Saturday, June 20, 2009



This is the most basic unit of carbohydrate. Examples of monosaccharides include fructose (sugar found in fruit) and glucose (also called blood sugar). Cells can use the glucose found in food directly for energy, while fructose is converted to glucose in the liver.


Combine two monosaccharides and the result is a disaccharide. Sucrose or table sugar is a disaccharide and it's the result of combining glucose and fructose. The sugar in milk, lactose, is another disaccharide. The collective name for both monosaccharides and disaccharides is simple sugars. Simple sugars are quickly absorbed by the body and provide a rapid source of energy.
Simple sugars such as fruit and energy drinks are a good food choice to refuel AFTER a game when the body's energy stores are low.


Starch and fibre are both polysaccharides. Starch is the combination of hundreds of monosaccharides joining together. Nutritionists often refer to polysaccharides as complex carbohydrates. Examples include bread, potatoes, rice and pasta. It takes longer for the body to break these complex structures down so they release their energy over a longer period than simple sugars.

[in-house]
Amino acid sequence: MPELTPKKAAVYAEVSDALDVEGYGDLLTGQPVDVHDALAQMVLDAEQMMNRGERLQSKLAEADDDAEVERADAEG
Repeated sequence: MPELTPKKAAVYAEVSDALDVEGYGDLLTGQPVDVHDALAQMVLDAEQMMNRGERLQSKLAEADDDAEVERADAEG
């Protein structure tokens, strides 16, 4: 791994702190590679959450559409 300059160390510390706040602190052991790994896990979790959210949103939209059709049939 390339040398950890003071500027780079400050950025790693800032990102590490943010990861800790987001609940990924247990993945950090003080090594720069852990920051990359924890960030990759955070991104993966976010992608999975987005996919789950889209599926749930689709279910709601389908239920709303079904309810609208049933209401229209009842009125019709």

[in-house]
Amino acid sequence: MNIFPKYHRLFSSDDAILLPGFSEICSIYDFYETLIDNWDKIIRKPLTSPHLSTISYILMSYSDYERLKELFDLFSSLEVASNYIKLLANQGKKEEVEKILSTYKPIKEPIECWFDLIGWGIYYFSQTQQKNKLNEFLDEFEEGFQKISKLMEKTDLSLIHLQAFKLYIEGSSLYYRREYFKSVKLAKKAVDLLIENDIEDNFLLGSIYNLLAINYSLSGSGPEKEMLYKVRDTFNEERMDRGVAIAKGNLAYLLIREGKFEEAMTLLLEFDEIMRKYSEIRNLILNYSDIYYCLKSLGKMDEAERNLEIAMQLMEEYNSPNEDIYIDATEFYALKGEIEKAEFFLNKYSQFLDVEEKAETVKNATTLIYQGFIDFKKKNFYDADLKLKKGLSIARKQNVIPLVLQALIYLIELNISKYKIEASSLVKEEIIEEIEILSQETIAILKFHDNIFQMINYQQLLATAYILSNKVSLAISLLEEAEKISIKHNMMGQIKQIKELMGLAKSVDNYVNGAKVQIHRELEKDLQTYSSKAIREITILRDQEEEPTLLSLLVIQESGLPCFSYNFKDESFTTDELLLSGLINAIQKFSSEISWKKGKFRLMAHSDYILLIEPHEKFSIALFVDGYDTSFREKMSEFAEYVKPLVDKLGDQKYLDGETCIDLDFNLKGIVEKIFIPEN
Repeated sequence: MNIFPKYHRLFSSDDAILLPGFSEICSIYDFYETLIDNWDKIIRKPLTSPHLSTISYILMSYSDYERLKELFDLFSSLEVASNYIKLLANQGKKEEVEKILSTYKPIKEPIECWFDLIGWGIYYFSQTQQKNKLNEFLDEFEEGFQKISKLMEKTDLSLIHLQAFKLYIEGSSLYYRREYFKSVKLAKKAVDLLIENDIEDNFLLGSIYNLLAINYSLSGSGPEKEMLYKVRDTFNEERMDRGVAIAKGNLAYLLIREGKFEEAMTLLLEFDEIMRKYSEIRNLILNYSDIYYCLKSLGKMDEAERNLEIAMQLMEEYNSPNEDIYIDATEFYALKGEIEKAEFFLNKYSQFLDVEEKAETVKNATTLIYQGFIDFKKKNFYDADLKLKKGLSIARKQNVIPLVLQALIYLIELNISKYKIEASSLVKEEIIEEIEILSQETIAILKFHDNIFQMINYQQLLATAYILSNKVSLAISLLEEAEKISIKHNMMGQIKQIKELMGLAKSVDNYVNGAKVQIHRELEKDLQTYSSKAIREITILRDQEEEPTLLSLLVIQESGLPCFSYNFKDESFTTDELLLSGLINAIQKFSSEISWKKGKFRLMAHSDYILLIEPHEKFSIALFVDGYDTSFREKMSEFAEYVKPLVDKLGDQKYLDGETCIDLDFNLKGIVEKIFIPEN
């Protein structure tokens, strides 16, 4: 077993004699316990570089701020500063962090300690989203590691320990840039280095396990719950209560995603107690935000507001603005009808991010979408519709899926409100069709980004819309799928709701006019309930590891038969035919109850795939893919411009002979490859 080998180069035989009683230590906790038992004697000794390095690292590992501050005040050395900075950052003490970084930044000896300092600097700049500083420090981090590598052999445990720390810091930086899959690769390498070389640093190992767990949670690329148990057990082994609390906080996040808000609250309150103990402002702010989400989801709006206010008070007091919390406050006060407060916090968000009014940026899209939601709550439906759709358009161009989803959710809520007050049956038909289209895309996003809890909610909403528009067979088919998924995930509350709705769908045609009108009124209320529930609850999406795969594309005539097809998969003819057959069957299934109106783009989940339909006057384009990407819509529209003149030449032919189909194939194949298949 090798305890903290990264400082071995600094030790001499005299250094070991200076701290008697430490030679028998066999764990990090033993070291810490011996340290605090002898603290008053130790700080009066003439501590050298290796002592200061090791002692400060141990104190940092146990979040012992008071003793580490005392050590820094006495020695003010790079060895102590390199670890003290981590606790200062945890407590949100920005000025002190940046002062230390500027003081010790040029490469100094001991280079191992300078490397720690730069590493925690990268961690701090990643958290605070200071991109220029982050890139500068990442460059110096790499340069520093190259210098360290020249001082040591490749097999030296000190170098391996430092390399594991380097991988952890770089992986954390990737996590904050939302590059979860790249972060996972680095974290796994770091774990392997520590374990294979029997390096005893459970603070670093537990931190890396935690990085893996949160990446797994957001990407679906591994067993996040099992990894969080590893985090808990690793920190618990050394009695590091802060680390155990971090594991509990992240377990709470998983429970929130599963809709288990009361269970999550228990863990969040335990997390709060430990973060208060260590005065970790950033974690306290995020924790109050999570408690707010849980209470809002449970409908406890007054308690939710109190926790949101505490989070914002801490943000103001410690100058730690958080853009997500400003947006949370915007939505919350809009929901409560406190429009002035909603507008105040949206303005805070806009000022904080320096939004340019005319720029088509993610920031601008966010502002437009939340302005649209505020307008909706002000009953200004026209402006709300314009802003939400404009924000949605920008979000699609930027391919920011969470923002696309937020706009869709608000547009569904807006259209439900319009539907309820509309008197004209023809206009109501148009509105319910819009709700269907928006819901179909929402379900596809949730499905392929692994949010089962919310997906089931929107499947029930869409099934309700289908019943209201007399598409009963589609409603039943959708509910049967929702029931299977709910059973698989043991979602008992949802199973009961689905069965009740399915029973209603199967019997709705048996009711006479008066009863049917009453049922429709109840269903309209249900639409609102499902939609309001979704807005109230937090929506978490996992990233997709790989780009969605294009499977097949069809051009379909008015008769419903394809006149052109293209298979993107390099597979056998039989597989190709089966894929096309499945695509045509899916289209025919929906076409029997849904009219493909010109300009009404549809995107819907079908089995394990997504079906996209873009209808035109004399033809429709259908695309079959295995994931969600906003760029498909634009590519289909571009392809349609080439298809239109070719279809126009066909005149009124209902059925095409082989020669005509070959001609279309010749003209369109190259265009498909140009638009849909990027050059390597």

Fibre differs from starch in that it cannot be digested and used for energy. It's still an important dietary component though and there is a growing link between lack of fibre and certain degenerative illnesses.
Starchy complex carbohydrates are the best choice BEFORE a game as a pre-match meal.
In Part 5 of this series, we'll cover sample pre and post competition meals and what they should contain. Closely related to the subject of carbohydrates is the Glycemic Index and that's something we'll cover later also.
In Part 2, we'll examine protein and in Part 3, the different types of fat available to the body. We'll also cover what the optimal balance of these three macronutrients is and how you can easily measure that.

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